The Medical Mall is also self-sufficient. Since about the fifth year of its existence, the revenue taken in by the facilities there has exceeded the annual payments on the Medical Mall’s debt. The remainder gets reinvested in UMC, JSU and Tougaloo. The success of the Medical Mall has also proved to be an enormous boon to the surrounding community.
“The original founders of the Medical Mall always saw it as a two-part operation,” said executive director Primus Wheeler. “First and foremost, it would provide quality health care to the underserved populations in the local community, in a safe and secure environment so that anyone would feel comfortable coming here.
“But we also wanted it to be an engine that would drive the revitalization of this community. I had seen the decline of this neighborhood since the 1970s, and we all wanted the Medical Mall to serve as an anchor for further development.”
The Medical Mall Foundation has converted several properties outside the main mall building, including a branch of Liberty Bank, and a Sav-a-Lot supermarket (the only full-function supermarket in the neighborhood).
“We’re very proud of the supermarket,” said Wheeler. “It’s got a range of health food options and fresh produce, which fits into our preventive, holistic approach to health care.”
A community center and park are in the works, and the Foundation is also purchasing and renovating houses in the nearby Homestead Heights neighborhood, with the aim of supporting a strong residential environment. The first two homes will go on the market in March of this year.
Wheeler has been at the Medical Mall Foundation since 1996 and has served as its executive director since 2001. He’s one of many staffers who have stayed loyal to the original vision.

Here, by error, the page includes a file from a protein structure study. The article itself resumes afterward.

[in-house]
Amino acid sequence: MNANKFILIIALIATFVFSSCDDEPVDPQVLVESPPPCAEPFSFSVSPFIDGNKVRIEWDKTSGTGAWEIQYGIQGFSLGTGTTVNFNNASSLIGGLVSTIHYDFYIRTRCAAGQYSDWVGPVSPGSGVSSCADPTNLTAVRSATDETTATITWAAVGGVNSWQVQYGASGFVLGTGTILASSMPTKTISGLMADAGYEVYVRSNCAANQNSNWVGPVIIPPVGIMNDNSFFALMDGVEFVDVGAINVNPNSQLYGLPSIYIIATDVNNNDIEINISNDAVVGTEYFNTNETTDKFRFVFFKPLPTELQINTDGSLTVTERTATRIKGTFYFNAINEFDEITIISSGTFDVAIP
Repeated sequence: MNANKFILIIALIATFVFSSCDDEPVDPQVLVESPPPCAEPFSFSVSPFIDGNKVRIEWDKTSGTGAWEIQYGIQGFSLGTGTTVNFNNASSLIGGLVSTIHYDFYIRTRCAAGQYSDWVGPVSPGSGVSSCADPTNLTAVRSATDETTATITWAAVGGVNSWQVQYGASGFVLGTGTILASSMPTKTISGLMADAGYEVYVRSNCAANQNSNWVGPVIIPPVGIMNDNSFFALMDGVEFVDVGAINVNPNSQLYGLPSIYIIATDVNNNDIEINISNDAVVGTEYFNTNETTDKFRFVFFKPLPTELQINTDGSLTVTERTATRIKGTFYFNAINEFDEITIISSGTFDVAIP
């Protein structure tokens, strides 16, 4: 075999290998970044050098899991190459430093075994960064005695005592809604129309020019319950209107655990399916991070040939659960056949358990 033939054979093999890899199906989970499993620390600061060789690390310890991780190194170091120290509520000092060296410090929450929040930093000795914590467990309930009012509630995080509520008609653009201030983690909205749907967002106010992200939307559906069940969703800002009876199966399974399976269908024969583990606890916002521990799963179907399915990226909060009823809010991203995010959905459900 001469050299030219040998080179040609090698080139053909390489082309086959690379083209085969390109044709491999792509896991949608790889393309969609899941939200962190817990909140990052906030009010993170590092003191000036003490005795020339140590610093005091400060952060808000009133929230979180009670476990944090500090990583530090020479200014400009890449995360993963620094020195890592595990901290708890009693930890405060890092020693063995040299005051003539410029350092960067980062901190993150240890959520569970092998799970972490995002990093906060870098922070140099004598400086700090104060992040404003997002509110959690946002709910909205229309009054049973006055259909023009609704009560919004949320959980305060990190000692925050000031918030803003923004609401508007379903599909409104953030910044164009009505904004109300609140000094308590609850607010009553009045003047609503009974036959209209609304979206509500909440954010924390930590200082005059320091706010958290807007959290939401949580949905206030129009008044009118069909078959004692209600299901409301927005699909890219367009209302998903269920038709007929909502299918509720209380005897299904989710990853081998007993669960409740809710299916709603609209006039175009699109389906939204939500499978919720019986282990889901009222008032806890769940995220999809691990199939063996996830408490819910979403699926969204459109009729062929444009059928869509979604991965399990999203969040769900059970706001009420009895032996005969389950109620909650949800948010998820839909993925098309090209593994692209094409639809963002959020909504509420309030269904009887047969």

“I only planned to be here six months, and now it’s been 15 years,” he said. “I’m really proud of the fact that you can directly impact outcomes and see that impact on a daily basis. You also get the chance to develop young leaders within our staff.
“For example, Lori Greer started here as a contract accountant. Now she’s the chief operating officer.”
“I have grown so much with this organization,” said Greer. “I moved up to fiscal officer, and then comptroller, then CFO and now COO. I’ve seen how this organization has grown and progressed.
“It became more than just a job a long time ago. I never thought I would have the opportunity to be part of something that would benefit so many lives.”
Dr. Aaron Shirley, whose vision and leadership made the Jackson Medical Mall a reality in the first place, also takes understandable pride in its success.
“It makes me feel pretty good,” he said. “It’s freed me up to dream a little more, too. We’re looking at innovative ideas from all over the world, including an idea from Iran. They have a system of ‘health houses,’ which has had great success in reducing the disparities in care quality between rural and urban communities. We are working on testing a modified version of this plan in the Mississippi Delta.
“Health care is all I know, and my whole career has been about improving access to quality care.”